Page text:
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  1. Moral Reality. A Defence of Moral Realism.Caj Strandberg - 2004 - Lund University.
    The main aim of this thesis is to defend moral realism. In chapter 1, I argue that moral realism is best understood as the view that moral sentences have truth-value, there are moral properties that make some moral sentences true, and moral properties are not reducible to non- moral properties. Realism is contrasted with non-cognitivism, error-theory and reductionism, which, in brief, deny, and, respectively. In the introductory chapter, it is also argued that there are some prima facie reasons to assume (...)
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  • Does Moral Disagreement Pose a Semantic Challenge to Moral Realism?Justin Horn - 2020 - Philosophia 48 (3):1059-1073.
    Many philosophers have argued that moral disagreement raises metaphysical and/or epistemological challenges for moral realism. In this paper, I consider whether widespread moral disagreement raises a different sort of challenge by threatening the semantic commitments of moral realism. In particular, I suggest that the character of many moral disagreements gives us reason to suspect that not all competent moral speakers pick out the same properties as one another when they use moral terms. If this is so, both sides of a (...)
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  • Is Ethical Finance the Answer to the Ills of the UK Financial Market? A Post-Crisis Analysis.Abdul Karim Aldohni - 2018 - Journal of Business Ethics 151 (1):265-278.
    The 2008 financial crisis exposed the dark side of the financial sector in the UK. It brought attention to the contaminated culture of the business, which accommodated the systemic malpractices that largely contributed to the financial turmoil of 2008. In the wake of the crisis there seems to be a wide consensus that this contaminated culture can no longer be accepted and needs to change. This article examines the ills of the UK financial market, more specifically the cultural contamination problem, (...)
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  • How is Moral Disagreement a Problem for Realism?David Enoch - 2009 - The Journal of Ethics 13 (1):15-50.
    Moral disagreement is widely held to pose a threat for metaethical realism and objectivity. In this paper I attempt to understand how it is that moral disagreement is supposed to present a problem for metaethical realism. I do this by going through several distinct (though often related) arguments from disagreement, carefully distinguishing between them, and critically evaluating their merits. My conclusions are rather skeptical: Some of the arguments I discuss fail rather clearly. Others supply with a challenge to realism, but (...)
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  • Untergräbt der Relativismus Die Autorität der Moral Und Die Regulative Funktion Ihrer Wahrheit?Manfred Harth - 2016 - Grazer Philosophische Studien 93 (2):291-322.
    In this article, various objections will be discussed that have been put forward against ethical relativism, but which haven’t been considered seriously enough on the part of relativists and have been overrated on the part of their opponents. The objections will be concentrated into three arguments: the action-theoretic, the epistemological and the truth-theoretic argument. The article will discuss whether they can be rebutted by proponents of the two main types of relativism: indexical relativism and truth-relativism. The conclusion will be as (...)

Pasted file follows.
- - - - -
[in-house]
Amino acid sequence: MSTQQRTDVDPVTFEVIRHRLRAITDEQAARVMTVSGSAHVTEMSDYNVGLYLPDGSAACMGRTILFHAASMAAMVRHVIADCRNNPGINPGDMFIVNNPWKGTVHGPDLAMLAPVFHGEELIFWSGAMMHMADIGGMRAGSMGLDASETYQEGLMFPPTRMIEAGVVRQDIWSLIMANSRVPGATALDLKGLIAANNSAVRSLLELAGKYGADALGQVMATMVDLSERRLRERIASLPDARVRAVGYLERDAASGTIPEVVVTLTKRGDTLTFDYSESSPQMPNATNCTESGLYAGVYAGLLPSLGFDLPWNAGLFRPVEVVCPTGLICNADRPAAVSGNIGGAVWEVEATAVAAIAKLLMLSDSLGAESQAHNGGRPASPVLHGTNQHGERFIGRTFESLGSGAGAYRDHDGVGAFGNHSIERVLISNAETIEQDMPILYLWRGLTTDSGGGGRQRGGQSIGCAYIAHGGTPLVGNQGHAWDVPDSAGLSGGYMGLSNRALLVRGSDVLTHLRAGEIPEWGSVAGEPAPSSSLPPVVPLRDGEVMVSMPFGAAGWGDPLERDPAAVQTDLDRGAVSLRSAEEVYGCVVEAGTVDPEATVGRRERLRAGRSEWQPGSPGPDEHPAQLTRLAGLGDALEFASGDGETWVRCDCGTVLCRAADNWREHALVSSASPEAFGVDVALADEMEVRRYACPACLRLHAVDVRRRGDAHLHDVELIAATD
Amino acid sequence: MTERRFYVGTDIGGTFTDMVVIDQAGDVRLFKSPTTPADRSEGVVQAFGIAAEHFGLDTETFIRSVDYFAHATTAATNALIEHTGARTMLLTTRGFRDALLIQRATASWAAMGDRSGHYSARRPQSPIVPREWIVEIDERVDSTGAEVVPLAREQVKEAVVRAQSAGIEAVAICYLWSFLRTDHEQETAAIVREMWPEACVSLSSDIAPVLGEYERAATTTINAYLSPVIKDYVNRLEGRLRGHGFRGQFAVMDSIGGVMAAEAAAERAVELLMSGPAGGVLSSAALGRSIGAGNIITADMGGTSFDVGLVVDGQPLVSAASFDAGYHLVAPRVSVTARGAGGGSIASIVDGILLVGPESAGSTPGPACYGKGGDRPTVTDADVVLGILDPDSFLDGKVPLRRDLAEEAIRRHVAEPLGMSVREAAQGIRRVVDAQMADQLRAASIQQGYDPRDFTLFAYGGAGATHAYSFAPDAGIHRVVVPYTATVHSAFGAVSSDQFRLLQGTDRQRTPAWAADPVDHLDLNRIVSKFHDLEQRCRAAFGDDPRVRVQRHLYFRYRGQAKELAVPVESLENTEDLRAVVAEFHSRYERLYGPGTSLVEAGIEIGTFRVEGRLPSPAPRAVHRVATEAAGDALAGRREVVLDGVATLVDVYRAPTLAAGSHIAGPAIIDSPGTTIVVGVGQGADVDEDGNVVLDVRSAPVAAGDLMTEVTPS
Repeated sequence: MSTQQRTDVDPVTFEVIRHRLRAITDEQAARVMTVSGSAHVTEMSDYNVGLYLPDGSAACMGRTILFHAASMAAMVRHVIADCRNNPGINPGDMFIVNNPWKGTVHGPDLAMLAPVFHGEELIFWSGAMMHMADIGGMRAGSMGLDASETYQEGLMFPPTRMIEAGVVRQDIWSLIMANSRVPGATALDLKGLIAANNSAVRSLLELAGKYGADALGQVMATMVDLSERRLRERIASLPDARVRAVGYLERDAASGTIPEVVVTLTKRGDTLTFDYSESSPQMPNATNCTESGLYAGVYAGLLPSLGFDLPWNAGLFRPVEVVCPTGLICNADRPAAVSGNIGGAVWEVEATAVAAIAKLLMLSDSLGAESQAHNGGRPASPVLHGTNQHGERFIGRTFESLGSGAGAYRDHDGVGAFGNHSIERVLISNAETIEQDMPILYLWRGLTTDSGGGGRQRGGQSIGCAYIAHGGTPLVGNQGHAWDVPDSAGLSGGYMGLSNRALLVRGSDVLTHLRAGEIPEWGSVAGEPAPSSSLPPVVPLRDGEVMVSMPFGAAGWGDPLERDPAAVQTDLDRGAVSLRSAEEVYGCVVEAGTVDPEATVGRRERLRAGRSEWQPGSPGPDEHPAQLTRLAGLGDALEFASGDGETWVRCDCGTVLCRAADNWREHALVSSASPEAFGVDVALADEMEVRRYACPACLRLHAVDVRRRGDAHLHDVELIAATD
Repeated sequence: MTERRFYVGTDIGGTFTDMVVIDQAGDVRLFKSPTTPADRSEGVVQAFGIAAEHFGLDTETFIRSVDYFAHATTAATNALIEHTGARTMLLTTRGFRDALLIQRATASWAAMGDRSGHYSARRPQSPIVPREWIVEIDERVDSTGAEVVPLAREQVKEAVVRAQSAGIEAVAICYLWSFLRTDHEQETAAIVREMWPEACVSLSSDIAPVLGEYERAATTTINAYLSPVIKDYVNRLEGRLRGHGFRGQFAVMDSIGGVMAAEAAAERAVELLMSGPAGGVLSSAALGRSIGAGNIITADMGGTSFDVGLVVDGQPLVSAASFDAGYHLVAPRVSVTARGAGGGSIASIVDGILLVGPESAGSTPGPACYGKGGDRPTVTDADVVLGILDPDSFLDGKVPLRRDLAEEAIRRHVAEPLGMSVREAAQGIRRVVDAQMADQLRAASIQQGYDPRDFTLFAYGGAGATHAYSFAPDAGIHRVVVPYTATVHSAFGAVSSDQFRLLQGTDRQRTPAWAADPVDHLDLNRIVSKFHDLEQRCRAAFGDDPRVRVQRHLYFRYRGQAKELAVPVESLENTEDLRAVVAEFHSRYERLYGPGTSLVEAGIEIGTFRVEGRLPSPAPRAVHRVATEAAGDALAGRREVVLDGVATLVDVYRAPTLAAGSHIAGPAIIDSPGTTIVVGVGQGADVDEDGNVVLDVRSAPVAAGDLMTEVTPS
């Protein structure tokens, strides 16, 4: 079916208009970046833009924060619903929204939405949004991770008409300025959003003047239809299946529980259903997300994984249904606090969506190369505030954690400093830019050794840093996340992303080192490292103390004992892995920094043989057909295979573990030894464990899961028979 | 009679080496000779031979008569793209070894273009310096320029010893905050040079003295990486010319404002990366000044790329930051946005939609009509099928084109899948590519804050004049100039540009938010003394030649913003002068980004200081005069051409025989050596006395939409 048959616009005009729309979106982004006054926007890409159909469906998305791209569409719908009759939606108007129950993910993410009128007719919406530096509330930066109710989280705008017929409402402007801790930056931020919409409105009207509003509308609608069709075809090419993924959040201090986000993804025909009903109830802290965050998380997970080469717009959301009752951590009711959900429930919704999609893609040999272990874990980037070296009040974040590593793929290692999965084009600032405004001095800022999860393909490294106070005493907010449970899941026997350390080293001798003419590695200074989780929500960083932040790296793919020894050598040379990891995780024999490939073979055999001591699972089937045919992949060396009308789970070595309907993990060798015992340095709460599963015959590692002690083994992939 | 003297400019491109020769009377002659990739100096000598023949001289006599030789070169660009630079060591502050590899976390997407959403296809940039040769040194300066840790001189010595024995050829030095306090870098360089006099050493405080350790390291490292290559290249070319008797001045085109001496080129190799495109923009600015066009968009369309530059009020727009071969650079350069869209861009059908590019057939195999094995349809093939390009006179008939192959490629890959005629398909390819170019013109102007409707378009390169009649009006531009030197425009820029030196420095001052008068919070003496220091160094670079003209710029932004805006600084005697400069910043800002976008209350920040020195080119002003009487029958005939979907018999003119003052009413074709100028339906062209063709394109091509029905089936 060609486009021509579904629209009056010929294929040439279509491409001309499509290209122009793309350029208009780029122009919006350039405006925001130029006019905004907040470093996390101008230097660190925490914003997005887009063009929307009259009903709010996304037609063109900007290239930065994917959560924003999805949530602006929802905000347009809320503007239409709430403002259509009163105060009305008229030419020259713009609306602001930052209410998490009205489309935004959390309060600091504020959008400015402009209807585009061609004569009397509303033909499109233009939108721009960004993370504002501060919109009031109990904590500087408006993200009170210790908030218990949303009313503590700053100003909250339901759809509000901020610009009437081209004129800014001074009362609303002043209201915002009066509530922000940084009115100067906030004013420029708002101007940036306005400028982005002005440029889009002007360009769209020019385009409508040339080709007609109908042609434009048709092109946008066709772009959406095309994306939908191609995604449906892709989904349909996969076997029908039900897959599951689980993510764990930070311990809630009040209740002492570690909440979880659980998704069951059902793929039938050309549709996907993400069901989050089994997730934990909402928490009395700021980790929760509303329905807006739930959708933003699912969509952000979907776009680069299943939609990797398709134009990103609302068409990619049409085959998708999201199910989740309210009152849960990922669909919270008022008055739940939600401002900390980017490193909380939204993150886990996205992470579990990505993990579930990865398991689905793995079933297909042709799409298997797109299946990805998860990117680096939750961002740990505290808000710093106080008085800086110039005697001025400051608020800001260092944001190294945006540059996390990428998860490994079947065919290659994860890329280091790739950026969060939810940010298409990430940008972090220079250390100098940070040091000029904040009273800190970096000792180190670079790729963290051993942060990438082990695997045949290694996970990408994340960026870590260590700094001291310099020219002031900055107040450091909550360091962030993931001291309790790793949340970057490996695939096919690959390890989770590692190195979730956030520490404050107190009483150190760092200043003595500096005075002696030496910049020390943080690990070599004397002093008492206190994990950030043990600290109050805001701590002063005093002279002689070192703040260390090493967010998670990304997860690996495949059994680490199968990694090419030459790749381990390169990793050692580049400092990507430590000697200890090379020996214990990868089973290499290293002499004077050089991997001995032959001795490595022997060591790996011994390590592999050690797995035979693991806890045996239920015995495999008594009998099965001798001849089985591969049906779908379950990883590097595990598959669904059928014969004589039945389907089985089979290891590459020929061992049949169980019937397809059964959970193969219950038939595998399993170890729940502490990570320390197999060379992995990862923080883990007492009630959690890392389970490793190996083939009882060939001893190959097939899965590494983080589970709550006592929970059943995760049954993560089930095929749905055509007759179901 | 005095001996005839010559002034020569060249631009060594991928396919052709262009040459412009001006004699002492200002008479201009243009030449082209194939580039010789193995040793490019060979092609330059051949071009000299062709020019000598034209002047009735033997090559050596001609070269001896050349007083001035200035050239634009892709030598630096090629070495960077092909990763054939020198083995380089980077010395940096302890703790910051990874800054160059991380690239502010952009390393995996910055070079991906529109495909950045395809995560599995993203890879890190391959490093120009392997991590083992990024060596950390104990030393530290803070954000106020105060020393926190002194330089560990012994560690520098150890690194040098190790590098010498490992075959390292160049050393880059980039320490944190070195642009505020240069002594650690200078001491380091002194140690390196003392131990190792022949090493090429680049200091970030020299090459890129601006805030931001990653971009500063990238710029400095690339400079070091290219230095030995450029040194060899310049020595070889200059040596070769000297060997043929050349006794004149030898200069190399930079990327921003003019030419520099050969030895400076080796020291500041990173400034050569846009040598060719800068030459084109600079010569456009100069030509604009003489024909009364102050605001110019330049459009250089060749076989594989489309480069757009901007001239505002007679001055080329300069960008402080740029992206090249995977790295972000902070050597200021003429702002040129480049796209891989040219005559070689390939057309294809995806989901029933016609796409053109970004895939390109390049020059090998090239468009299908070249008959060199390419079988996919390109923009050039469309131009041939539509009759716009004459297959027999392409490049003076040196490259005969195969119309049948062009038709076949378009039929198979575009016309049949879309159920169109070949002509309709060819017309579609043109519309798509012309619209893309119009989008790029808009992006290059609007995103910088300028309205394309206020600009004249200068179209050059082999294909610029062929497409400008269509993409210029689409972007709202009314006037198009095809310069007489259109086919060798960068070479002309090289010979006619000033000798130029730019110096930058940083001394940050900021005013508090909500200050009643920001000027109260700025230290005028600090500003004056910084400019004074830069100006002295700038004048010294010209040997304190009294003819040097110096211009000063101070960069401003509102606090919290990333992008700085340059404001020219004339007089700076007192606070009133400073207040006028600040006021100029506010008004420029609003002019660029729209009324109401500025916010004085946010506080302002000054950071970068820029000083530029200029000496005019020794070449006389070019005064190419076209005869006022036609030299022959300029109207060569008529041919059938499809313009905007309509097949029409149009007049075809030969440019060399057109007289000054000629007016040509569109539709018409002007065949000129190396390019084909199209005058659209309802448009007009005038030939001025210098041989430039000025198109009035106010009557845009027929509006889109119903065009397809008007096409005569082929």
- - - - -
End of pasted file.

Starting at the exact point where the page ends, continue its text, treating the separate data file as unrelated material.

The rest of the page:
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  • Moral Error Theory.Hallvard Lillehammer - 2004 - Proceedings of the Aristotelian Society 104 (2):93–109.
    The paper explores the consequences of adopting a moral error theory targeted at the notion of reasonable convergence. I examine the prospects of two ways of combining acceptance of such a theory with continued acceptance of moral judgements in some form. On the first model, moral judgements are accepted as a pragmatically intelligible fiction. On the second model, moral judgements are made relative to a framework of assumptions with no claim to reasonable convergence on their behalf. I argue that the (...)
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  • Are Normative Properties Descriptive Properties?Bart Streumer - 2011 - Philosophical Studies 154 (3):325 - 348.
    Some philosophers think that normative properties are identical to descriptive properties. In this paper, I argue that this entails that it is possible to say which descriptive properties normative properties are identical to. I argue that Frank Jackson's argument to show that this is possible fails, and that the objections to this argument show that it is impossible to say which descriptive properties normative properties are identical to. I conclude that normative properties are not identical to descriptive properties. I then (...)
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  • Moral Disagreement and Arational Convergence.Patrick Hassan - 2019 - The Journal of Ethics 23 (2):145-161.